To accompany our exhibition FOUND, we asked the London Gin Club to create a new gin cocktail, inspired by the eighteenth-century history of the Foundling Hospital.
Here’s the story behind their creation, the Rocketts Milk Punch, a contemporary take on a recipe first published in 1711, with gin kindly supplied by 58 Distillery.
“Having a keen interest in London history we were thrilled to be asked to create a gin cocktail for the Foundling Museum, a rich prospect with many avenues to explore not least the Foundling Hospital’s association with William Hogarth. In thinking of gin and Hogarth, it is natural to turn to his 1751 engraving Gin Lane, the infamous companion piece to Beer Street, which depicts the wicked and corrupting influence of eighteenth-century rot-gut gin on the working poor. However, before allowing a negative gloom to settle on proceedings, the anti-gin propaganda of the eighteenth century has to be put in context. It was primarily driven by xenophobia (being of Dutch origin) and a result of the socioeconomic upheaval created by the new disposable income of the working poor, rather than a concern for the public health of the city’s residents.
A richer and more enticing avenue that we pursued is Hogarth’s love of punch, the seventeenth-century father of the cocktail. Punch drinking is depicted in many of Hogarth’s works and is central to Midnight Modern Conversation where the aftermath of a gentleman’s punch party is laid bare for all to see. We know from Hogarth’s Frolic: The Five Day’s Peregrination Around the Isle of Sheppey of William Hogarth and His Fellow Pilgrims that he himself was a fan of punch and posessed a handsome china punchbowl (now on display in the Museum’s Picture Gallery).We also know from this slim volume that Hogarth himself was not averse to a drop of gin!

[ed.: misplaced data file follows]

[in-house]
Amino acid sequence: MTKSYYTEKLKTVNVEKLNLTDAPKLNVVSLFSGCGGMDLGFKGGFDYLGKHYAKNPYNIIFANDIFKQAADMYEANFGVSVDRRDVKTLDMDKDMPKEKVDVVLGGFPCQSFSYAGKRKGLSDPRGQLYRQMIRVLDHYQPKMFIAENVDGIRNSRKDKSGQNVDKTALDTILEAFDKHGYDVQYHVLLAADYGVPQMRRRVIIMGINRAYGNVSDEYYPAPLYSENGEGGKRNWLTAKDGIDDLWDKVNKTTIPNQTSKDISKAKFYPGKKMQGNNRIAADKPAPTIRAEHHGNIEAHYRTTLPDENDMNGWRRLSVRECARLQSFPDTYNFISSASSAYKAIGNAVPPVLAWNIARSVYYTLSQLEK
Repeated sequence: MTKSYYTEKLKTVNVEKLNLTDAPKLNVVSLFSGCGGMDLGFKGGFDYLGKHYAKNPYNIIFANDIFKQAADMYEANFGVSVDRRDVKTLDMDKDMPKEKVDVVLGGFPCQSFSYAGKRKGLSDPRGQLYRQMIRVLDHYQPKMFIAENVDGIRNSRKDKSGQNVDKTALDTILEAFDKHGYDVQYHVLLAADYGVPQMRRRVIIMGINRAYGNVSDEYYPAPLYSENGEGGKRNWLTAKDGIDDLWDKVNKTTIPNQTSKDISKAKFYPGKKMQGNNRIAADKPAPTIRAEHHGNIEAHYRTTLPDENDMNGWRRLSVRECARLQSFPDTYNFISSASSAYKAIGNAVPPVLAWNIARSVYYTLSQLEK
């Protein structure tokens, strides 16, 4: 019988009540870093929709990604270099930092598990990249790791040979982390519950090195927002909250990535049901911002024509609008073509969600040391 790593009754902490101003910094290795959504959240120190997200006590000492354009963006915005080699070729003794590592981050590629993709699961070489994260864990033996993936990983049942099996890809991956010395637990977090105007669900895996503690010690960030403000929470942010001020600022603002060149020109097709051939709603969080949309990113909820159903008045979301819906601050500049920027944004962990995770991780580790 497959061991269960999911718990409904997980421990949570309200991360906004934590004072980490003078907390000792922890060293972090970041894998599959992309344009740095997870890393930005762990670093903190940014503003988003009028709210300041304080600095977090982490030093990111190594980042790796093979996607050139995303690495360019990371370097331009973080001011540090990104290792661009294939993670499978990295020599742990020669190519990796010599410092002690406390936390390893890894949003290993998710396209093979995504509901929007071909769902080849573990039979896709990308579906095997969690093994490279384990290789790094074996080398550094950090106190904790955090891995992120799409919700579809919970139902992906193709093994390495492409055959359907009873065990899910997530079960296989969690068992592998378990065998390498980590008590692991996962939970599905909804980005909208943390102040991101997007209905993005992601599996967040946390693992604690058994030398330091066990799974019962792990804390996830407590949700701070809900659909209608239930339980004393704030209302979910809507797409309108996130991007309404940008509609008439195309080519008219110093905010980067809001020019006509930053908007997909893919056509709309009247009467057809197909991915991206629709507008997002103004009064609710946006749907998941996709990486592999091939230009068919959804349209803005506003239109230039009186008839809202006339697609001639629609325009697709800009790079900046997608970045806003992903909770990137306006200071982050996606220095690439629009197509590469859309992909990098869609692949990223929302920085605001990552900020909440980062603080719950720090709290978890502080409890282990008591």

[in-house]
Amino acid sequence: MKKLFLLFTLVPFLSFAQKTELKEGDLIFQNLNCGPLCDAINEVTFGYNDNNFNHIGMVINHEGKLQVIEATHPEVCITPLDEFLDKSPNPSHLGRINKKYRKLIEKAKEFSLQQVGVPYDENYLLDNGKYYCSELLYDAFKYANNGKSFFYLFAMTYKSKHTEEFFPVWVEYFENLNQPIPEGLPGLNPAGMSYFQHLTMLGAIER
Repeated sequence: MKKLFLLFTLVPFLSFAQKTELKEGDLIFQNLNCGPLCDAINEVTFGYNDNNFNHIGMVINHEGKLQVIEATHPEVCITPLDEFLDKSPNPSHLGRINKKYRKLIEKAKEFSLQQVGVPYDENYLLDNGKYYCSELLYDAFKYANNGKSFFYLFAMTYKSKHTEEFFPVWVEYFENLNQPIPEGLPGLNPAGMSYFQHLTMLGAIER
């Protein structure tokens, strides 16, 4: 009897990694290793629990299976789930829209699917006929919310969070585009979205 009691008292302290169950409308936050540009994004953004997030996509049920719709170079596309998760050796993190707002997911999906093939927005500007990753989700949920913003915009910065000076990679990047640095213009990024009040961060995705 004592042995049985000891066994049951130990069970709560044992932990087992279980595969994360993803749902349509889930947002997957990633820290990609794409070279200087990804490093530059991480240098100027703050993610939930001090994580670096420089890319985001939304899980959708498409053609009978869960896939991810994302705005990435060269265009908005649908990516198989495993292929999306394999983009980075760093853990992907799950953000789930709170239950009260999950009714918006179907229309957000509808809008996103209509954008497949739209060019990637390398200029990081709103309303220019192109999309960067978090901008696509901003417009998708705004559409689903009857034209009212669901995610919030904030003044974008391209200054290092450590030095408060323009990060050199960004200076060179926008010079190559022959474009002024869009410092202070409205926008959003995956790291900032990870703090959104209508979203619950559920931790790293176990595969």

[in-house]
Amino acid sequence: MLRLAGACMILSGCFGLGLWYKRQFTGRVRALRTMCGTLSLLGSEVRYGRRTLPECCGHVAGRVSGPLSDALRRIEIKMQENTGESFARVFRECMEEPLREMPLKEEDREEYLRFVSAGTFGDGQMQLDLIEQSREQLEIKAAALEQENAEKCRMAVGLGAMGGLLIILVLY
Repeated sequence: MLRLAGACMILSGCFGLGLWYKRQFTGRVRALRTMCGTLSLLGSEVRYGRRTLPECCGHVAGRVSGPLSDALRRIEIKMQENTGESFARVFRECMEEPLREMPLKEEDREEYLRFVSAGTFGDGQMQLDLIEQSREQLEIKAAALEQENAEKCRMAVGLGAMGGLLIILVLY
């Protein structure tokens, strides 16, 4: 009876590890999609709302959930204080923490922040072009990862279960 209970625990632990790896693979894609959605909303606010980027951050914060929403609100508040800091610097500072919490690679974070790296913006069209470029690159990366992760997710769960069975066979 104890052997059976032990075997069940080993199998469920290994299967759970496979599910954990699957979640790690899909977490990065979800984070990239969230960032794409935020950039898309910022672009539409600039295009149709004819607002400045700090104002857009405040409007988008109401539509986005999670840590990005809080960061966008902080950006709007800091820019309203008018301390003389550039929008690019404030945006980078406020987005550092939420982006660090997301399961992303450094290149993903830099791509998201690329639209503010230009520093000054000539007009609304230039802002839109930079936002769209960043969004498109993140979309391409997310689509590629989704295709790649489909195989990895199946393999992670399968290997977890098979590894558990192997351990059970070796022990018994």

So gin punch it is, however an intriguing reference to ‘Milk Punch’ led us further on in our research and free-association thinking. Punch, a drink combining citrus, sugar, spirit, water and spices, was available in England from around the 1650s but reached its apogee in the mid-eighteenth century. The art of a good punch was the balance of sour to sweet and strong to weak. However, regardless of the maker’s skill, punch tended to be quite citric, and if consumed in volume over a period of time could upset the stomach. The solution to this thorny problem, it turns out, was Milk Punch. Surprisingly, to modern ears, being quite delicious, Milk Punch utilises whey as the ‘weak’ component which softens the citrus and imparts a subtle velvety mouthfeel.
There was then the question of where to look for a recipe. Punch is a diverse drink with endless variations. The revered names of cocktail history, Jerry Thomas and Harry Craddock, published recipes for Milk Punch, but we wanted to create something closer to the taste of the eighteenth-century and so we turned to an english housewife, Mary Rockett, whose recipe for Milk Punch was published in 1711. By giving the recipe some tweaks to accommodate gin and a modern palette, we created Rocketts Milk Punch. We hope you enjoy the results!”